ROME: Italy’s navy has rescued more than 4,000 migrants from overcrowded boats in the Mediterranean Sea south of Sicily in the past four days and several other rescue operations are still going on, officials said yesterday.
This week’s warm spring weather has brought calm seas and an surge in new arrivals. Most migrants pay more than $1,000 to criminal gangs in increasingly chaotic Libya to make the crossing to Italy — and the European Union — that killed hundreds last year.
Two suspected people smugglers were taken into police custody when the amphibious assault ship San Giusto and another Italian naval ship arrived in the Sicilian port of Augusta near Syracuse yesterday with more than 1,500 migrants rescued at sea.
While on patrol, the San Giusto picked up one dead refugee and rescued two in critical condition, the vessel’s commander Captain Mario Mattesi said.
“The rescue operations have been reinforced from five to eight ships and all are operating in the area of interest,” between Sicily and Libya, Mattesi said.
“The dead man and the two others all showed signs of probable carbon dioxide poisoning and burns from the petrol that was aboard the raft. One of the men was resuscitated on the San Giusto after being rescued,” he added.
The Geneva-based International Organisation for Migration (IOM) said the arrivals were set to intensify.
“Our feeling and understanding is that there will be more movement because of instability in Libya, more movement of people coming up,” spokeswoman Christiane Berthiaume told reporters yesterday.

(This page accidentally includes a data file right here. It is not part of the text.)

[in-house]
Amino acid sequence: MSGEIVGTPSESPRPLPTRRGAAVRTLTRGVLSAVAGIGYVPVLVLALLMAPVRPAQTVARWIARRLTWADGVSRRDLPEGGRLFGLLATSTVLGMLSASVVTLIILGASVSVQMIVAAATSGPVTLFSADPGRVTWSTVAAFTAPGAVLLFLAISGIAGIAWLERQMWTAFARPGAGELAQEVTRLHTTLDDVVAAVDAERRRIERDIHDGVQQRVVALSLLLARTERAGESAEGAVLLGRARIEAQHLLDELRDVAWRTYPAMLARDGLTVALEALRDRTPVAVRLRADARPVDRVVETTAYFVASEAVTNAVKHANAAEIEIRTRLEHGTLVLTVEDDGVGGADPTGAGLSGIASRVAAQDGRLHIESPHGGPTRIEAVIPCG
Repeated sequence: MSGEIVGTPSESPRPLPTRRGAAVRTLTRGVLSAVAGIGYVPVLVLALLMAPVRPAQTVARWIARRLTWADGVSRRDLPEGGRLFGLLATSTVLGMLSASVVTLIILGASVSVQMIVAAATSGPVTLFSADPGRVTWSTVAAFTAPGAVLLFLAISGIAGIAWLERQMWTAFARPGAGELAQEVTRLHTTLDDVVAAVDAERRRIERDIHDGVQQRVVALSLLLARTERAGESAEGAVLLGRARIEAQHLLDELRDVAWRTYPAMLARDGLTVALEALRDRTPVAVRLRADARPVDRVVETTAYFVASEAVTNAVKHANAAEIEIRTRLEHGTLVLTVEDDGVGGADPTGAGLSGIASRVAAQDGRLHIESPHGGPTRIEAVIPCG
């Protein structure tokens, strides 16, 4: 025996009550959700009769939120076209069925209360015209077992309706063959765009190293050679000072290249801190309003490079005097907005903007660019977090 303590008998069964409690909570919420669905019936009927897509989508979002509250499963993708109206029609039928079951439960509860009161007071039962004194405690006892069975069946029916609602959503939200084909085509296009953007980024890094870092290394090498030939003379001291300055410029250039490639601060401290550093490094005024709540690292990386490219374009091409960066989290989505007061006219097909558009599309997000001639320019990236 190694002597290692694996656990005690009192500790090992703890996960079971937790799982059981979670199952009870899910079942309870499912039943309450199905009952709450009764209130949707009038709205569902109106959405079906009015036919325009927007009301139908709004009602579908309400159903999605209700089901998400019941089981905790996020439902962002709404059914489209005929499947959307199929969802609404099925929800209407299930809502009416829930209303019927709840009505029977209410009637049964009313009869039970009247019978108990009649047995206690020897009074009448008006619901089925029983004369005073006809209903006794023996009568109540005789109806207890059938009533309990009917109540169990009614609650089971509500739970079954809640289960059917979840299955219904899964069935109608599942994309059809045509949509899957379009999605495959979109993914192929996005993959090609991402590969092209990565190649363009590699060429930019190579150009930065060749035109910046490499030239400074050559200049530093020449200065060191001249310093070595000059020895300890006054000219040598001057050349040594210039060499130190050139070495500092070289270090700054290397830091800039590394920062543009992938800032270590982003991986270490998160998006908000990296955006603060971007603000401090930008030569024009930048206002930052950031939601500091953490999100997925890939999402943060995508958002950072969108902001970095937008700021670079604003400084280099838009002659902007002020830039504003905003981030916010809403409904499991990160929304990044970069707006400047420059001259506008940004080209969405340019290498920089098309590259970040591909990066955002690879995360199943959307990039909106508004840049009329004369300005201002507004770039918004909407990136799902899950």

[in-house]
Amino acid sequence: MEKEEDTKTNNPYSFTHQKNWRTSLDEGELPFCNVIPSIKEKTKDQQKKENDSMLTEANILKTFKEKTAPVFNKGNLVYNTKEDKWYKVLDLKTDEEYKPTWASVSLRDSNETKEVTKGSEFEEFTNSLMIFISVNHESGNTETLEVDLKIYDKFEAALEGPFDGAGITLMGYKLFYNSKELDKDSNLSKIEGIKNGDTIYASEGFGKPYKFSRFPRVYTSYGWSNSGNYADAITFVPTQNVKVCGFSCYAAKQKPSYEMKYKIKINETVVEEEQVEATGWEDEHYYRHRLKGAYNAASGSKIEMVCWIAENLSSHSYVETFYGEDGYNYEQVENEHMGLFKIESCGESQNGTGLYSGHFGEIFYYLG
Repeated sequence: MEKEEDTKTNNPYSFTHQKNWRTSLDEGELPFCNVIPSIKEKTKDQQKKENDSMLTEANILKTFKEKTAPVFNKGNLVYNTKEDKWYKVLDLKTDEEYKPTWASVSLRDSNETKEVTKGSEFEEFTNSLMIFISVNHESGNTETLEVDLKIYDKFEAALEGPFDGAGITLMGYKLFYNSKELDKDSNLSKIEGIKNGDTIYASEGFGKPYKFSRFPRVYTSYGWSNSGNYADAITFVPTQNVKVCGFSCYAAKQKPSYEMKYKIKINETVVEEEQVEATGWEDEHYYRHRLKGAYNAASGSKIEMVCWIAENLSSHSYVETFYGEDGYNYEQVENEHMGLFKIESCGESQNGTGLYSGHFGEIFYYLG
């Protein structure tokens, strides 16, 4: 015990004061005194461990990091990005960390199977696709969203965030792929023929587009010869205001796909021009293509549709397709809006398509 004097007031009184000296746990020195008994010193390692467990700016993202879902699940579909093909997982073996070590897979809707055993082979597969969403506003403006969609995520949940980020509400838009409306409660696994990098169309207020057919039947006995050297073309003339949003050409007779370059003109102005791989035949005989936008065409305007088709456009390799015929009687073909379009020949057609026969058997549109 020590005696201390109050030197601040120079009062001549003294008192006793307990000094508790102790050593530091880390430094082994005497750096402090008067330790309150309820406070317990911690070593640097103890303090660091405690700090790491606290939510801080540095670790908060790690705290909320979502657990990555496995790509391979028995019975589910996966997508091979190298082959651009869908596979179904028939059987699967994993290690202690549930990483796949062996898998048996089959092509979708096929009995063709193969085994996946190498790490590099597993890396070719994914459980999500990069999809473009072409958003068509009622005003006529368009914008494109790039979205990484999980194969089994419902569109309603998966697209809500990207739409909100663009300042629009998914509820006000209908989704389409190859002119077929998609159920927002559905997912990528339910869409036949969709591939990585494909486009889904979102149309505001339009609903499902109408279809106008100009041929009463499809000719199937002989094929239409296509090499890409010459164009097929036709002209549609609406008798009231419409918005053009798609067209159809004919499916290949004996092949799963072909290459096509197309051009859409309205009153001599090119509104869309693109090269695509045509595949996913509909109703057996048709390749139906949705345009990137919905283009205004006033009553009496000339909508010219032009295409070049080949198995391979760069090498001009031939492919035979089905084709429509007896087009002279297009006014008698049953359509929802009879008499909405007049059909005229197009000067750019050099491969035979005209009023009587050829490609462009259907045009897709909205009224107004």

Italy is a major gateway into Europe for migrants arriving by sea from North Africa and sea arrivals more than tripled in 2013 from the previous year, fuelled by Syria’s civil war and strife in the Horn of Africa.
In October, at least 366 Eritreans drowned in a shipwreck near the shore of the Italian island of Lampedusa, which is located about halfway between Sicily and Tunisia. More than 200, mostly Syrians, died in another shipwreck a week later.
However as well as those fleeing strife and civil war, the migrant boats carry many from politically stable but poor countries who cannot find work at home and accept the risks of the voyage in the hope of even low-paid work in Europe.
The IOM says African countries many migrants come from, transit countries including Libya and Tunisia and countries of destination such as Italy had to meet to try to find some solution that could include more temporary permits.
“In a country you need workers to do certain types of jobs, you can have them for a certain period of time,” Berthiaume said. “If there were channels for people to migrate, we wouldn’t see all these people risking their lives at sea.”